Not all of us spend a lot of time talking about it – that is, until we smell it.
But for Dr. Manure, it’s a different story. Dan Andersen, also known as Dr. Manure, is an associate professor in the Department of Agricultural and Biosystems Engineering that’s pretty much the expert to go to on the topic of manure.
Andersen studies all things manure – especially here in Iowa. And all of his work with manure boils down to one common goal: creating more sustainable farming practices through recycling nutrients.
Farm fields can use many different types of fertilizer – and manure is a big one. Mass production of manure in Iowa covers 20-30 percent of those acres using manure as fertilizer. That percentage equates to about 16-18 billion gallons of liquid manure every year.
“In Iowa, almost all manure will be utilized as a fertilizer source. With all the manure we have in the state, we can supply roughly 20-30% of all our crop acres with the nitrogen, phosphorus and potassium they need,” Andersen said.
What’s special about manure as a fertilizer?
Manure is a unique fertilizer that contains essential nutrients for crops to grow – like nitrogen and phosphorus. From cows to chickens to pigs, there are many different types of manure that each have their own unique characteristics and relationship with nutrient density and absorption. And Dr. Manure doesn’t play favorites.
“I like all manure,” Andersen said. “All different manures are pretty great. Dairy, swine and poultry are the big three here in Iowa.”
But Andersen does have a soft spot for swine manure due to its concentrated style. “Swine manure has around 60 pounds of nitrogen per thousand gallons,” he says. The concentration allows swine manure to be more cost efficient to use than some commercial fertilizers.
Dairy manure, on the other hand, is less intense and more diluted. But that just means there’s room for experimentation – like solid separation and playing around with application rates.
“With dairy manure, there is more opportunity for experimentation,” Andersen said. “We might try things like solid separation. Or we might deal with relatively high rates of application, 15-20,000 gallons per acre. That presents some challenges to overcome – how do we make a big enough crater to hold all of that liquid in the field to make sure it will be there when our crops need it?”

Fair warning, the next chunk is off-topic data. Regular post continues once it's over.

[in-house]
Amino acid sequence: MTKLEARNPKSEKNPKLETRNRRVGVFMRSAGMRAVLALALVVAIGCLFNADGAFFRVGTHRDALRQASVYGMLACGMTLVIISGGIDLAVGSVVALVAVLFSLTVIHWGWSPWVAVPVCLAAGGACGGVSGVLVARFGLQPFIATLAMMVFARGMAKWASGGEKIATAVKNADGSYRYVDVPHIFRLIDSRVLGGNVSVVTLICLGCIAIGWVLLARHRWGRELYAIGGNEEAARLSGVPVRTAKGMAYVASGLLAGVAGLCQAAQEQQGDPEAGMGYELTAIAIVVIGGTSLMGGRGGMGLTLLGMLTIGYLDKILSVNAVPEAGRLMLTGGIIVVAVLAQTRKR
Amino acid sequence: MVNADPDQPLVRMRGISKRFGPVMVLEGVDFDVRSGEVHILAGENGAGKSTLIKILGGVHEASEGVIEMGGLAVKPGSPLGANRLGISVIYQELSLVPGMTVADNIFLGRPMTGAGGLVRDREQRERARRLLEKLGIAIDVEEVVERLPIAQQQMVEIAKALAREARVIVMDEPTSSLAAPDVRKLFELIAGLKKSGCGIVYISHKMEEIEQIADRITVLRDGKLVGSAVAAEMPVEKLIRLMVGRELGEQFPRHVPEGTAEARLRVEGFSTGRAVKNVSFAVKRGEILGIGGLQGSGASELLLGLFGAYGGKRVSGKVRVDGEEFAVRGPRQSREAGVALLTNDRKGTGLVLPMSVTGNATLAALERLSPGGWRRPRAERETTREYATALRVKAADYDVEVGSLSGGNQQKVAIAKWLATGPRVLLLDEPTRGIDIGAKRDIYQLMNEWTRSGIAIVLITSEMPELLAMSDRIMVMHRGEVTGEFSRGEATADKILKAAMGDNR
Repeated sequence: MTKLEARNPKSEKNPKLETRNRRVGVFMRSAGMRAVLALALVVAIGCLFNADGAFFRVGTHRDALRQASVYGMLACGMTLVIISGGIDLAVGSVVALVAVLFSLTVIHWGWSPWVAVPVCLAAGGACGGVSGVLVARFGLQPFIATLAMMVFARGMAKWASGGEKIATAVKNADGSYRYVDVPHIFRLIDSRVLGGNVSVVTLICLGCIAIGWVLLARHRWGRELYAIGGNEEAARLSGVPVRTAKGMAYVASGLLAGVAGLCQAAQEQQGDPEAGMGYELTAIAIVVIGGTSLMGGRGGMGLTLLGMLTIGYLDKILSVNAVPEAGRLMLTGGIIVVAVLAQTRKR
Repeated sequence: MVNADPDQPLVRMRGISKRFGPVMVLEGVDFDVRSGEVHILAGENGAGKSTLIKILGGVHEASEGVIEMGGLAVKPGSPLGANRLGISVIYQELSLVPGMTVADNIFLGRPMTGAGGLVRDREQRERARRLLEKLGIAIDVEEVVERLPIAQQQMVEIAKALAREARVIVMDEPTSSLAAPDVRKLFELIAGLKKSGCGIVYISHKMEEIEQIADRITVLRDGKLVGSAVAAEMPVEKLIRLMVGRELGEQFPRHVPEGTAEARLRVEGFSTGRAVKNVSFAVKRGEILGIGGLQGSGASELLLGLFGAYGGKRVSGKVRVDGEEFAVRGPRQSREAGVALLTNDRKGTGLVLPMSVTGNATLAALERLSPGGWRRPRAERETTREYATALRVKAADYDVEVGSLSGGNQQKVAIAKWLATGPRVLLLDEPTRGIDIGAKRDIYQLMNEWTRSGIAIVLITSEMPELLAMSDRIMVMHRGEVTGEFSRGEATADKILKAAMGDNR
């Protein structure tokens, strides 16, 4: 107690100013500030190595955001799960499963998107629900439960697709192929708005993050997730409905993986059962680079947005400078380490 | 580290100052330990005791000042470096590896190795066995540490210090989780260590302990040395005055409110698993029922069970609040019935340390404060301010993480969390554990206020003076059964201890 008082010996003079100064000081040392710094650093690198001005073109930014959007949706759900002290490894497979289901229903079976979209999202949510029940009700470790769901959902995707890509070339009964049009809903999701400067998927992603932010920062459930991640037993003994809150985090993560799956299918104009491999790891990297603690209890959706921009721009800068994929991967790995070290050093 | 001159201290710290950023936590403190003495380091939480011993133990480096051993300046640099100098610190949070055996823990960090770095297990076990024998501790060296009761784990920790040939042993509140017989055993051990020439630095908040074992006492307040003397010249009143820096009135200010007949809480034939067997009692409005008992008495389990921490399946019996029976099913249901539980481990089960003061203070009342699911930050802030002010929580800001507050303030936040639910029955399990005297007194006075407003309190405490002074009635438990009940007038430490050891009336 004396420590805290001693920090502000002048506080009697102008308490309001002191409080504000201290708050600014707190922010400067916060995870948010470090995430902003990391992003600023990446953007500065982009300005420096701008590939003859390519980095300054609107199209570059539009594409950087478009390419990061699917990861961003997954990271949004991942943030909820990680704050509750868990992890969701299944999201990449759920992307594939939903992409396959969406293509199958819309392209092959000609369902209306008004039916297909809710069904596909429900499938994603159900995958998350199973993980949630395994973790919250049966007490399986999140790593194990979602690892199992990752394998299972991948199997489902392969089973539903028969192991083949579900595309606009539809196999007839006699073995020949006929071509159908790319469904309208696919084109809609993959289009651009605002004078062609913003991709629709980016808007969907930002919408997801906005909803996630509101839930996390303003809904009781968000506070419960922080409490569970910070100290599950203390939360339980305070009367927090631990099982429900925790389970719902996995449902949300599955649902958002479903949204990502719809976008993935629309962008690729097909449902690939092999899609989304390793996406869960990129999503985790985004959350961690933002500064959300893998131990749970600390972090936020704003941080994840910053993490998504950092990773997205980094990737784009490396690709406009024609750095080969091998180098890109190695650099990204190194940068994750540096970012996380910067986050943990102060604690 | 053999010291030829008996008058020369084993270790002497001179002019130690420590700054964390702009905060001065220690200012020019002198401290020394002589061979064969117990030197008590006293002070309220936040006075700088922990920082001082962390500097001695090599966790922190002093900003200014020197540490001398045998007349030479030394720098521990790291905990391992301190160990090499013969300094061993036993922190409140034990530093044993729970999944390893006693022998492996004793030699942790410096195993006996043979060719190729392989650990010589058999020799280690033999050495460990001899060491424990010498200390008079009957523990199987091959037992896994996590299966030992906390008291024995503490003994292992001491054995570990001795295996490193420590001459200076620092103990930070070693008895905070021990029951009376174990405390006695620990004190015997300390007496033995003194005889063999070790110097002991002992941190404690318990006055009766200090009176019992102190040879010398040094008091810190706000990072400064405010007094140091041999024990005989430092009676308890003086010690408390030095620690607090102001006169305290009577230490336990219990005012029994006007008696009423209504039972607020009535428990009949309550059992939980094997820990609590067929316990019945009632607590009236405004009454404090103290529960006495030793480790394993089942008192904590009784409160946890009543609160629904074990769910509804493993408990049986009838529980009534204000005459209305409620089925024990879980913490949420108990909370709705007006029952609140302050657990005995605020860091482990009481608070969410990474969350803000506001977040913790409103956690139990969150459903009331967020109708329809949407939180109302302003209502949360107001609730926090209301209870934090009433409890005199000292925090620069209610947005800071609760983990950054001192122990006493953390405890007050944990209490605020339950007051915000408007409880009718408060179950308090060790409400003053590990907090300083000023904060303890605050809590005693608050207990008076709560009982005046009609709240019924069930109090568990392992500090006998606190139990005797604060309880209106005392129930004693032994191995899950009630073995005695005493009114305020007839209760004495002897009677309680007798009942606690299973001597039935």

Poultry manure is a big deal in Iowa too, thanks to the egg industry. “The only hitch is losing nitrogen and ammonia during storage,” Dr. Andersen admits. But they’ve got smart new production systems to handle that.
Manure: Filling fields at the forefront of environmental awareness
When it comes to covering the fields with manure, Dr. Manure gets technical. “For liquid manure, we’re talking 2-4,000 gallons per acre,” he says. That’s like an eighth of an inch thick. But don’t picture manure just lying on the surface – it’s usually injected into the ground in various ways.
While we don’t hear a lot about it, manure is big business, too. Andersen tells us, “Each gallon of manure costs about a penny and a half to get applied.” That puts the manure industry in Iowa at about 500 million dollars annually.
Dr. Manure has big dreams to go along with the large manure industry, like recycling all that nitrogen. Right now, they’re only about 50-60 percent efficient at getting it into crops. “How do we get closer to 100?” he wonders.
To tackle this, Andersen has been experimenting with anaerobic digestion, a way to turn manure into methane and reduce livestock facilities’ carbon footprint. He’s on a mission to make manure a top-notch resource, with an eco-friendly twist.
“I want my legacy to be making sure we continue to value manure as a resource in this state while improving our environmental awareness.” Dr. Manure is all about making manure the best it can be. “Manure is a critical component in solving issues like water quality and carbon footprints. We get to be at the forefront of that.”